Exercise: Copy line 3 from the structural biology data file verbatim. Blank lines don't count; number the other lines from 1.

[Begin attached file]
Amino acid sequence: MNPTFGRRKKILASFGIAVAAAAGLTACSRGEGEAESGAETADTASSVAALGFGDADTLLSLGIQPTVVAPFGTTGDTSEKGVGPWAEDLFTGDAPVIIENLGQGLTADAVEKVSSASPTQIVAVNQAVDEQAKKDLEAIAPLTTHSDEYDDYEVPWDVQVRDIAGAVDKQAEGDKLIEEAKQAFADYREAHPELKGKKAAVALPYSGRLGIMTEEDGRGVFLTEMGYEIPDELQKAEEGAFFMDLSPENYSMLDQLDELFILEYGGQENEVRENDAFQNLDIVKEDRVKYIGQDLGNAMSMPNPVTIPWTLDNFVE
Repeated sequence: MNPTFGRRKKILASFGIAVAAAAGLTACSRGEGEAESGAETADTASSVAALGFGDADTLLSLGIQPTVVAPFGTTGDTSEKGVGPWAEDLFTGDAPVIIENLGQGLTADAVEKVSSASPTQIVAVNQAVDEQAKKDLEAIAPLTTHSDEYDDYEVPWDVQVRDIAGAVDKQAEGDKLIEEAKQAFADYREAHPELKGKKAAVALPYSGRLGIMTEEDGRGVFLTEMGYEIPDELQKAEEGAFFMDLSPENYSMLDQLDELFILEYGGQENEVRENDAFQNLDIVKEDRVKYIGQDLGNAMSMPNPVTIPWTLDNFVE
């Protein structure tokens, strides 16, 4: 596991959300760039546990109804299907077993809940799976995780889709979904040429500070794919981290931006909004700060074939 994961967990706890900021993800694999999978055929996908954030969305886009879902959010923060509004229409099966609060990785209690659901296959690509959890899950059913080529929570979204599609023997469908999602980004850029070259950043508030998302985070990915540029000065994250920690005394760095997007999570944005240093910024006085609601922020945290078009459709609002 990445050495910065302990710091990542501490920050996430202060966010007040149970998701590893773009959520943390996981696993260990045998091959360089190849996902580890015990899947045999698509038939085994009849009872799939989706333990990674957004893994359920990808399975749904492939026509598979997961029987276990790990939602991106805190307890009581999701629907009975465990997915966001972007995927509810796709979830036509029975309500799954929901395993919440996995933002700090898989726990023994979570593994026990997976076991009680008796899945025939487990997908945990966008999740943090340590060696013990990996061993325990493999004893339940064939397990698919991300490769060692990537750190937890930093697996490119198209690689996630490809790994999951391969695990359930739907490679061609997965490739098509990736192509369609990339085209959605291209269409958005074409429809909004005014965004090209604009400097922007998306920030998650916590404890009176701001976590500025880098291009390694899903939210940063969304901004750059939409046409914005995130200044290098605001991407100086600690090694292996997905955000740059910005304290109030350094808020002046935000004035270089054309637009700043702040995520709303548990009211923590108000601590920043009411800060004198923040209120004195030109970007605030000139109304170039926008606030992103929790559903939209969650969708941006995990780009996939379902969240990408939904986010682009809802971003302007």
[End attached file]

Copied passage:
């Protein structure tokens, strides 16, 4: 596991959300760039546990109804299907077993809940799976995780889709979904040429500070794919981290931006909004700060074939 994961967990706890900021993800694999999978055929996908954030969305886009879902959010923060509004229409099966609060990785209690659901296959690509959890899950059913080529929570979204599609023997469908999602980004850029070259950043508030998302985070990915540029000065994250920690005394760095997007999570944005240093910024006085609601922020945290078009459709609002 990445050495910065302990710091990542501490920050996430202060966010007040149970998701590893773009959520943390996981696993260990045998091959360089190849996902580890015990899947045999698509038939085994009849009872799939989706333990990674957004893994359920990808399975749904492939026509598979997961029987276990790990939602991106805190307890009581999701629907009975465990997915966001972007995927509810796709979830036509029975309500799954929901395993919440996995933002700090898989726990023994979570593994026990997976076991009680008796899945025939487990997908945990966008999740943090340590060696013990990996061993325990493999004893339940064939397990698919991300490769060692990537750190937890930093697996490119198209690689996630490809790994999951391969695990359930739907490679061609997965490739098509990736192509369609990339085209959605291209269409958005074409429809909004005014965004090209604009400097922007998306920030998650916590404890009176701001976590500025880098291009390694899903939210940063969304901004750059939409046409914005995130200044290098605001991407100086600690090694292996997905955000740059910005304290109030350094808020002046935000004035270089054309637009700043702040995520709303548990009211923590108000601590920043009411800060004198923040209120004195030109970007605030000139109304170039926008606030992103929790559903939209969650969708941006995990780009996939379902969240990408939904986010682009809802971003302007």